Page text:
By Malcolm Strachan
HEAVY hearts laden the country in the wake of the murder of Police Inspector Carlis Blatch, Aide-de-Camp of Governor General Dame Marguerite Pindling. When the carnage in the country is localised to a bloodthirsty criminal element fixated on slaughtering each other in the streets, we simply pray not to get caught in the crossfire. However, when an innocent civilian is preyed upon, the reality that any of us can be snuffed out any time becomes a chilling revelation. It is much more alarming when it happens to a member of society whose sworn duty is to protect and serve.
Although the late Inspector Blatch was away from active duty and assigned to the Governor General’s team for the past 14 years, the fact a policeman was murdered in the cold-blooded fashion he was is enough to make the hairs on the back of your neck stand up. Slain in front of his child, a family has been wrecked by the thoughtless attempted robbery in such a high traffic area. And for what? To roam the streets for a few days longer, hunted like an animal before you are eventually caught and incarcerated?
Perhaps that level of thought is not even explored by today’s criminal element. Certainly, there is not much to fear for someone who has already committed themselves to living out their days executing acts of violence and crime. Our court system, though marginally improved, has long been a revolving door, where murderers get out on bail – in many cases to be murdered themselves before ever being tried. And while imprisoned, many of the inmates are quite comfortable despite the terrible living conditions.
It’s a part of life that comes with the territory for them.
Time and again we have seen where the hands of our legislators have been forced to turn it up a notch. Yet, we have been stuck doing the same song and dance with our hands tied by the Privy Council – a decision-making body far away from the bloodshed on our streets.
Is it not curious why successive administrations have not done what is necessary to remove this nonsensical blockade from the pathway of enforcing capital punishment?
Certainly, former Prime Minister Perry Christie wasted our time on such matters. And the last hanging in The Bahamas took place under the Ingraham administration in the year 2000. Based on the Privy Council’s characterisation of the “worst of the worst”, who among us can say that in 18 years and amid recent record-level crime, that we have not seen some acts fitting that description?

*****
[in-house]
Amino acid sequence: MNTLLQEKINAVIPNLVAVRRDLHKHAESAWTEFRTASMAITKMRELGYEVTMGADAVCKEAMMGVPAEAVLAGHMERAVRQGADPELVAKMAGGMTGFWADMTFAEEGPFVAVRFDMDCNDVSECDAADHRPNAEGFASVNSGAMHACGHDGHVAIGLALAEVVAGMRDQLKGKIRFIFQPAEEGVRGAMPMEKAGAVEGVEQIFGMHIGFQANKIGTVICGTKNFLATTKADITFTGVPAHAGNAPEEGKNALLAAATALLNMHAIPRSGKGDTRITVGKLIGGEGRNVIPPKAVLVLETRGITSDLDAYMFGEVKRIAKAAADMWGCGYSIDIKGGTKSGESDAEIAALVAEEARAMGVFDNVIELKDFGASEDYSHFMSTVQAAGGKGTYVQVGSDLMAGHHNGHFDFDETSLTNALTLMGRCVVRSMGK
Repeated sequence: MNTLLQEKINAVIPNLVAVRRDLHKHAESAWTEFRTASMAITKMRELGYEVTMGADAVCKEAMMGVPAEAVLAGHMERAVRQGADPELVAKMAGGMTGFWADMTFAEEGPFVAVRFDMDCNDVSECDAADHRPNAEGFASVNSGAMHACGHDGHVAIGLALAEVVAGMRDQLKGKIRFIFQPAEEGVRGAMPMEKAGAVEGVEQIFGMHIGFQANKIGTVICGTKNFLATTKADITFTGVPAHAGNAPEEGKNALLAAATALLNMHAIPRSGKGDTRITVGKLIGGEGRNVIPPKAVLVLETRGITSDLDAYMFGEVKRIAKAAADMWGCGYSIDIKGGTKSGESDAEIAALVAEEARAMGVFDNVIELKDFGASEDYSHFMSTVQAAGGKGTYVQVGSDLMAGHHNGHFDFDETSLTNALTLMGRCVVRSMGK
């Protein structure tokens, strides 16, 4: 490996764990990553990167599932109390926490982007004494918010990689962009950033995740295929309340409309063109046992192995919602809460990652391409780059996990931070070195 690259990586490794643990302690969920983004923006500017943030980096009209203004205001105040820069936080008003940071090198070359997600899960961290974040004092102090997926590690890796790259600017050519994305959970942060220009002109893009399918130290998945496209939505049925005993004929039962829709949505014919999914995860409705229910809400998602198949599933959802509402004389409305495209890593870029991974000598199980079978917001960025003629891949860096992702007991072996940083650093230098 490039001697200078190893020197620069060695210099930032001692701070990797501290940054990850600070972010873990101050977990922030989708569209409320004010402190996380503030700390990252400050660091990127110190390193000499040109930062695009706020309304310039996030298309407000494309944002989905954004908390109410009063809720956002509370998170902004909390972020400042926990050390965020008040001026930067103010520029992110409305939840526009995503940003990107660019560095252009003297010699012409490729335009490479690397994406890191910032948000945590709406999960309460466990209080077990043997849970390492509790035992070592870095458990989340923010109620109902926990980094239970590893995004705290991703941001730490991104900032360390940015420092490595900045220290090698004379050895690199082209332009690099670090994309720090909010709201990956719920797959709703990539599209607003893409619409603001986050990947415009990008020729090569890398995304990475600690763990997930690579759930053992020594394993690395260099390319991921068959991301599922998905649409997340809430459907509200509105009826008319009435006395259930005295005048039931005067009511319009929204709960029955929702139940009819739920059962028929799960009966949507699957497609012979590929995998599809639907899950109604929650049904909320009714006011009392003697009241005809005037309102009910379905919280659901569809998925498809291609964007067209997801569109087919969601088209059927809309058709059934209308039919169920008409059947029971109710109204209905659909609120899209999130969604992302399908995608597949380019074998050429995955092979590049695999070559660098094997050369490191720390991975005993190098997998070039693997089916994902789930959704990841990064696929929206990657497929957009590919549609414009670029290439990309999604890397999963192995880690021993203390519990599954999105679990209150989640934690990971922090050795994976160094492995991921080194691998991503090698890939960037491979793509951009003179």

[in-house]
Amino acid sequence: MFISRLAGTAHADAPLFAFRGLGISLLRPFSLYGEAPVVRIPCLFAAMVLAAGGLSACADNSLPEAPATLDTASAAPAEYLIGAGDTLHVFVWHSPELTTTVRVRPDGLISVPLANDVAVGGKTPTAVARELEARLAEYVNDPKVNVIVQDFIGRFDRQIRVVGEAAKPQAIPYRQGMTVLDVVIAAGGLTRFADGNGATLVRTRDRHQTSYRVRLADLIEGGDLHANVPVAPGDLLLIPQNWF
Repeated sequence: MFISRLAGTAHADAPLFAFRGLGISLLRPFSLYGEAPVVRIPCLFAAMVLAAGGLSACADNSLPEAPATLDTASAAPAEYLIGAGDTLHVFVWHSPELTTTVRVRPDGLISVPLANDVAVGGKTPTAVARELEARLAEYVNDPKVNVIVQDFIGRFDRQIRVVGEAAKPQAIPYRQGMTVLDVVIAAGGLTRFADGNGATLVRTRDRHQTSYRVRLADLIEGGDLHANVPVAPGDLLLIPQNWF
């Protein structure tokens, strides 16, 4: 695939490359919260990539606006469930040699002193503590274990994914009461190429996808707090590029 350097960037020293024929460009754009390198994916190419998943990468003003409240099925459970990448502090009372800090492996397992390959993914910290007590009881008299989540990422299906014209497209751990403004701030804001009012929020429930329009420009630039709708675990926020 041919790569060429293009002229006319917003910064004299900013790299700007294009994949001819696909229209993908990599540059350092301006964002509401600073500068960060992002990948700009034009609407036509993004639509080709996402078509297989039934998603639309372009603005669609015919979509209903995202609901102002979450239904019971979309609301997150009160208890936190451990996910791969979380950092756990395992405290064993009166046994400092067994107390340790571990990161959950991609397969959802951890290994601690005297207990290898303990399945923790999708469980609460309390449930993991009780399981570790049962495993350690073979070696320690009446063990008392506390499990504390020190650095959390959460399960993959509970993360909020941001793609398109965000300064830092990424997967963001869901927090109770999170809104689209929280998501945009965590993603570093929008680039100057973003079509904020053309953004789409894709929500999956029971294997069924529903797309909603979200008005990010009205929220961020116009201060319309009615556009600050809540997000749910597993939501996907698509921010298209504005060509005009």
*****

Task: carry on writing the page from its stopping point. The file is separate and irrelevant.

Furthermore, there should be no group outside The Bahamas pulling strings on our government when we are the ones who suffer the effects of their blanket judgments.
In Opposition, Prime Minister Hubert Minnis spoke in a tone many Bahamian people appreciated. His “popping the necks of murderous scumbags” statement has been requoted in the news many times since its first utterance, and still serves as the benchmark for what is expected from this administration.
The Bahamian people want retribution. Whether his statement was to pander to the electorate or not is of no consequence to the Bahamian people today. There is a looming expectation on every prime minister that they will confront criminals with more drastic measures than they’ve experienced in recent times. Moreover, subsequent commentary from the prime minister on crime since has remained consistent with his 2016 sentiments. However, the Bahamian people want to see the prime minister make his actions back up his words.
When speaking with reporters this past week, the prime minister suggested he is somehow powerless in the matter. He stated that he if could respond to the criminal element in the manner he wants and remain within the confines of the law, the Bahamian people would see a “changed man”. While we can appreciate that the prime minister vilifies murderers, the steps he has to make - being the individual with the sole authority to do so - are not as extreme as he portends.
As a start, the prime minister can instruct the Attorney General today on trying to find a path to remove the Privy Council as the final Court of Appeal. This would certainly get us on the path to capital punishment once again.
In the interim, the prime minister can also up the ante on the crime fight in other ways that make it much harder for criminals to hide. Stricter gun penalties would increase the pressure on offenders to cooperate with the police on how the weapons are making their way into the country. Surely, the government can perform case studies on other countries to ascertain the correlation between the strictest of gun control mechanisms and crime statistics.
Continuing to get guns off the street is a laudable accomplishment by the police force, but making criminals think twice about taking the risk would also bolster their efforts. In which case, the legislators have to get to the drawing board.
Also, we are still waiting on CCTV to be fully operational. Other jurisdictions such as the US, the UK, Canada and Australia have all experienced the benefits of CCTV as a crime prevention tool, as well as a means of detecting and identifying offenders.
Last month, National Security Minister Marvin Dames announced the RFP for CCTV was completed. While we know the government has its plate full, it is difficult when tragedies take place that could have been avoided if such a deterrent was in place.
Here, we have a murderer, committing such a bold crime in a public space. One can only hope that we could have done more to protect the governor general’s slain aide.
We believe the prime minister really wants murderers to hang. However, unless he intends to be viewed as Christie 2.0, he will have to make some uncomfortable decisions. After all, that is at the core of leadership – the ability to make the decisions that others enjoy the liberty of not making.